Tea type
Oolong Tea
Ingredients
Not available
Flavors
Apple, Baked Bread, Berries, Floral, Honey, Red Fruits, Stewed Fruits, Tart, Vegetal
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Loose Leaf
Caffeine
Not available
Certification
Not available
Edit tea info Last updated by Roswell Strange
Average preparation
195 °F / 90 °C 6 g 4 oz / 120 ml

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6 Tasting Notes View all

  • “This is part of my huge 2018 haul from Camellia Sinensis. All of you know my fondness for bug-bitten teas, and based on my rave review of their Bai Hao, I thought I’d like their Guei Fei as well. I...” Read full tasting note
    85
  • “This is a queued tasting note. I had a weird/wonky Gong Fu session with this tea, which Camellia Sinensis added a generous free sample of into one of my orders this year. It wasn’t the tea itself...” Read full tasting note
    84

From Camellia Sinensis

Harvested in the vicinity of Ding Dong, the leaves of this wulong offer various colours from khaki to dark green, reflecting their moderate oxidation. The brew offers generous aromas of flowers and red fruits. The amber liquor is velvety and well balanced. Fine notes of spice bread (cinnamon) lead us to the soft sweet finish.

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6 Tasting Notes

85
223 tasting notes

This is part of my huge 2018 haul from Camellia Sinensis. All of you know my fondness for bug-bitten teas, and based on my rave review of their Bai Hao, I thought I’d like their Guei Fei as well. I steeped 6 g of leaf in a 120 ml teapot at 25, 20, 25, 30, 30, 30, 45, 60, 90, 120, and 240 seconds.

The dry aroma is of intense honey, flowers, and stewed fruit. The first steep has notes of honey, baked bread, flowers, sweet apple, and other stewed fruits. (Camellia Sinensis says “red fruits,” which I kind of agree with.) A tart berry note emerges in steep two. The tartness, stewed fruits, flowers, and, most of all, the honey characterize the next couple steeps. This is definitely a dessert tea. The honey and baked bread just keep getting stronger in the fifth and sixth rounds. Sadly, I don’t notice any cinnamon, which both Roswell Strange and the website point out. The flavours become slightly attenuated as the session ends, although the honey and red fruit are still present. The final steeps have a bit of astringency and are somewhat vegetal.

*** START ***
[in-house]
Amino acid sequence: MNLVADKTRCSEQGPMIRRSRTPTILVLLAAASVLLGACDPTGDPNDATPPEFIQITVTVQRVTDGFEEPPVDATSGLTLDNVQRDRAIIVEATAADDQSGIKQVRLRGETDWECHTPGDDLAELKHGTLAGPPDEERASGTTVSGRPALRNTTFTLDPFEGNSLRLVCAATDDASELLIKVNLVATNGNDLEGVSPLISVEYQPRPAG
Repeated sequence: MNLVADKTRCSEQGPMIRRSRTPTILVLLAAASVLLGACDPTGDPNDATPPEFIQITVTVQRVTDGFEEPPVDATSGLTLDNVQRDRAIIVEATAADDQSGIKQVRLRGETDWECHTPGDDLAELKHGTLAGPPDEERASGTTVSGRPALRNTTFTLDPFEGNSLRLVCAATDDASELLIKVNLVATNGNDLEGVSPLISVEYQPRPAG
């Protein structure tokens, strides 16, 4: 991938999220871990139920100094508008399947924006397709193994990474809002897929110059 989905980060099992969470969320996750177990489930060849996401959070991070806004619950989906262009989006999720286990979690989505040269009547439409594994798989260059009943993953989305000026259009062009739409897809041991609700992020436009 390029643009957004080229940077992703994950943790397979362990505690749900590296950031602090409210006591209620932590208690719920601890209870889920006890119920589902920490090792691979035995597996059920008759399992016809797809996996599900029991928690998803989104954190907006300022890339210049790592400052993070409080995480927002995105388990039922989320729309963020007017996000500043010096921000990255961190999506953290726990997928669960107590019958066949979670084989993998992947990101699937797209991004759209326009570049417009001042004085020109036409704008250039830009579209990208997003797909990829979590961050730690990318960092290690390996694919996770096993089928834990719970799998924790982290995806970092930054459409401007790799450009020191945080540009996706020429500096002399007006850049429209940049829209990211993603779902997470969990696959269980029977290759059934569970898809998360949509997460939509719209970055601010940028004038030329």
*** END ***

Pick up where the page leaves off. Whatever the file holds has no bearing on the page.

This is a sweet, luxurious Guei Fei that’s easy to drink. Though it lacks the complexity of the Bai Hao, this is kind of expected given the nature of this type of oolong. I’ve had a lot of bug-bitten oolongs recently and the flavours have become somewhat predictable, but this oolong executes them very well.

Flavors: Apple, Baked Bread, Berries, Floral, Honey, Red Fruits, Stewed Fruits, Tart, Vegetal

Preparation
195 °F / 90 °C 6 g 4 OZ / 120 ML

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84
10112 tasting notes

This is a queued tasting note.

I had a weird/wonky Gong Fu session with this tea, which Camellia Sinensis added a generous free sample of into one of my orders this year.

It wasn’t the tea itself that was weird; just how I prepared it. I only had two infusions and then I just sort of, well to be perfectly honest, just forgot about the tea? I don’t even remember why: I was taking notes on the infusions and then I must have started cooking or watching TV or something else and the tea just sat there. But anyway, here are the notes I took for those two infusions:

- GORGEOUS leaf!!!
- Sweet, honey notes! Like ambrosia? Most dominate flavour
- Very light/gentle overall with a delicateness to it
- However, despite that the flavours are NOT subtle
- Also has notes of spring flowers, red fruits and white peach

After those delightful, wonderful Gong Fu infusions I popped the leaf into a mason jar and cold brewed the leaf (when I finally did remember I was drinking tea) so as to not waste it and get the most out of leaf which clearly wasn’t spent yet.

The cold brew was similar in flavour notes to what was observed in the Gong Fu infusions, just even sweeter and richer with more honey notes and more sweet fruity flavour. However, I also tasted a light finish that reminded me of Easter Buns a little bit? Kind of that sweet, doughy quality with a sort of cinnamon note as well? And of course a fruitier glaze but that easily melds with the honey and preexisting fruit notes.

I definitely look forward to further, more conscious exploration of this tea.

Lion

Love me some Gui Fei. I recently had my mind blown by one that exceeded all others I have tried.

Roswell Strange

Where from, if you don’t mind my asking?

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